Middle Tennessee is often referred to as the "buckle" of the Bible Belt. For cities and towns there like Murfreesboro -- about 30 miles south of Nashville -- it's still about God and country.
But some residents of Murfreesboro believe that that all-American feel may soon disappear, thanks to plans to build a huge Islamic center in their backyard.
"Within 17 days they had approval to build this mosque, when there are other large congregations here in the community who, some took as much as a year and a half to get the approval to build onto their facilities," said local activist Laurie Cardoza-Moore, who is president of the pro-Israel group, Proclaiming Justice to the Nations.
No Public Debate
Cardoza-Moore told CBN News that Rutherford County commissioners pushed through the mega-mosque with no public debate or input. She said residents were shocked when they learned about the project:
"We were asking our country commissioners, 'Please, before we start and give the approval for a mega mosque, a 52,000-square foot facility for 200 people, can we please look into some of the people affiliated - the donors, who is going to fund this mosque?'"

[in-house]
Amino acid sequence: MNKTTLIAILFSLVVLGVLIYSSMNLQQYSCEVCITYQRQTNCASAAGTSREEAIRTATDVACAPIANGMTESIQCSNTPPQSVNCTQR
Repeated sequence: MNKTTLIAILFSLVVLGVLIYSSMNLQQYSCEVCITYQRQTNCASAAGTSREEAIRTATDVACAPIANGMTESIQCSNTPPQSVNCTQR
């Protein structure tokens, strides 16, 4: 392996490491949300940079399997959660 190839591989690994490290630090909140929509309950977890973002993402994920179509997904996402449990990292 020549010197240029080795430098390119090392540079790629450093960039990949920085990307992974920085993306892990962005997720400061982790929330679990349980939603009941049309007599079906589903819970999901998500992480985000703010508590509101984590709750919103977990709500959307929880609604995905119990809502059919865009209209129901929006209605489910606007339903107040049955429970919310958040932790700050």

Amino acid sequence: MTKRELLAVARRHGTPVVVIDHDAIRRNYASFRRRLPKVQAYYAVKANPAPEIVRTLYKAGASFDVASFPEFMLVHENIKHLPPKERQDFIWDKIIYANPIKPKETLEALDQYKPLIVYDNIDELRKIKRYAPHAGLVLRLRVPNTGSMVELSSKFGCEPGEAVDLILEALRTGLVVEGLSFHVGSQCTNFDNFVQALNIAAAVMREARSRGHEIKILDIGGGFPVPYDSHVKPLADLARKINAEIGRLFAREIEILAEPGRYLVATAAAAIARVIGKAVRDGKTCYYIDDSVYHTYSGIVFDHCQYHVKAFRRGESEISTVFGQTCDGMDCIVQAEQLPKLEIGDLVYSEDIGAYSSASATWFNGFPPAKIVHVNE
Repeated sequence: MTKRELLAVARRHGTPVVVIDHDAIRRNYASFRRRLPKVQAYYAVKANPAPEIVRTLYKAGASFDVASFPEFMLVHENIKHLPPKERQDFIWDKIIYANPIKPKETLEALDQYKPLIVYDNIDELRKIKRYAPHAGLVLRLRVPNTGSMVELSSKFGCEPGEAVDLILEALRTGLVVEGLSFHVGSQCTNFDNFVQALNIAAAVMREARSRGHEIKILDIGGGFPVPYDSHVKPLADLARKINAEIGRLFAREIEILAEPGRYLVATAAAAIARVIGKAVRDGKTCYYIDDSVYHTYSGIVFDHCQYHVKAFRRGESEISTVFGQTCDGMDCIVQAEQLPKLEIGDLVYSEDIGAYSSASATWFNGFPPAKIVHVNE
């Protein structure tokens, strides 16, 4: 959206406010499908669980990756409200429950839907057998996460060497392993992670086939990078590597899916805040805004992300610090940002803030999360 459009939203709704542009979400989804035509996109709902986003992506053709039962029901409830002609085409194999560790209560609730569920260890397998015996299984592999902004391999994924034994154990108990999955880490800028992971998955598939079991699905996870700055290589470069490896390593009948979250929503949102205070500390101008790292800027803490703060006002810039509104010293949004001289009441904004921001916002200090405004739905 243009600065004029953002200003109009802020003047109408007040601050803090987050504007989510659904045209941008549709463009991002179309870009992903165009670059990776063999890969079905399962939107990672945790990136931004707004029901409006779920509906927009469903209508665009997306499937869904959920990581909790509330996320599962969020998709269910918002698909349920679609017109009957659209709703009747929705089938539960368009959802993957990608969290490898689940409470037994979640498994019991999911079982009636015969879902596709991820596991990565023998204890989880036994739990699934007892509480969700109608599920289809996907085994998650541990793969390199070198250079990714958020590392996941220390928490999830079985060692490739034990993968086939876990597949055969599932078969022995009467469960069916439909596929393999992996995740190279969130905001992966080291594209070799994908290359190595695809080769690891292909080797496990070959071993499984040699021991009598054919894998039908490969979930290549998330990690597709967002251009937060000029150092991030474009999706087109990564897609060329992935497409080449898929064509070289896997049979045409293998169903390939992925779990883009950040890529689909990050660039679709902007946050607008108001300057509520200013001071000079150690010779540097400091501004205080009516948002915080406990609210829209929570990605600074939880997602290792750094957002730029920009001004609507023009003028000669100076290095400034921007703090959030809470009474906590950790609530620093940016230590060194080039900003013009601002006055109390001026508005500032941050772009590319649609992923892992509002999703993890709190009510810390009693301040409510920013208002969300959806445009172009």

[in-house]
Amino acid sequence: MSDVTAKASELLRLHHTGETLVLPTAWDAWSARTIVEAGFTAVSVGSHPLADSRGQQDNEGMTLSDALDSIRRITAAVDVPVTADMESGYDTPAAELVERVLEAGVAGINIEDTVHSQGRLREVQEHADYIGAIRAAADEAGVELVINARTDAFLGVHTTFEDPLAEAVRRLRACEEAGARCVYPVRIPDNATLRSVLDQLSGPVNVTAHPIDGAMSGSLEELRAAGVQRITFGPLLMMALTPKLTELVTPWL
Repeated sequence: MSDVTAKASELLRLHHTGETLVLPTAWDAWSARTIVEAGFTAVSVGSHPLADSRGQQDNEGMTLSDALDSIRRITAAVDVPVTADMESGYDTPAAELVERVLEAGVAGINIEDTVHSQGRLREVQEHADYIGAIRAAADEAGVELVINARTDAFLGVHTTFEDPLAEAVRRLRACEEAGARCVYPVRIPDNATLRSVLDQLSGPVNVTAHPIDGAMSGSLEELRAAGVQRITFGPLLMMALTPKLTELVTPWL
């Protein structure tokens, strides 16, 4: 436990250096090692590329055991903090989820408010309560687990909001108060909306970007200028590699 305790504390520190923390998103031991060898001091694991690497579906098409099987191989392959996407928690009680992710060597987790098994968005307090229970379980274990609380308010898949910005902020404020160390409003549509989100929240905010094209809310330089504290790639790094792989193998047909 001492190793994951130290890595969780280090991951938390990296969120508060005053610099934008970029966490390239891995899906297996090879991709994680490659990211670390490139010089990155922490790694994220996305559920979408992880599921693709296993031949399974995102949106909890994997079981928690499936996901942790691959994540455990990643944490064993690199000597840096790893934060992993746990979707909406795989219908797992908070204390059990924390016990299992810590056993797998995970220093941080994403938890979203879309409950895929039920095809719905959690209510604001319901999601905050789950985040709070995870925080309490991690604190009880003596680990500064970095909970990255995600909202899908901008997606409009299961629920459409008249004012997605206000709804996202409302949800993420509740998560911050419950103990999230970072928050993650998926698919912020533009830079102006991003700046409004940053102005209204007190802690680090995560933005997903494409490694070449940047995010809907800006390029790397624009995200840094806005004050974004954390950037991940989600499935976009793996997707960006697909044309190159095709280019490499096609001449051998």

Many asked why a small Islamic community of only about 250 families needs what would be one of the largest mosque complexes in America.
The imam of the Murfreesboro Islamic Center said the current location in too small, and that his congregation needs to move. Their preferred destination is located a few miles away - 15.2 acres of land that will include a mega-mosque, a swimming pool, a gymnasium, an Islamic school, and living quarters for the imam.
"We've treated every particular religious organization exactly the same way," Rutherford County mayor Ernest Burgess said.
Burgess told CBN News he has no reason to believe the mosque's leaders have "any ill intent."
"We have a Buddhist temple here," he said. "We have a Hindu temple here. I mean, we have, I believe, still based on our constitutional rights, the ability for people to worship the way they want to worship."
Questions on Mosque Leaders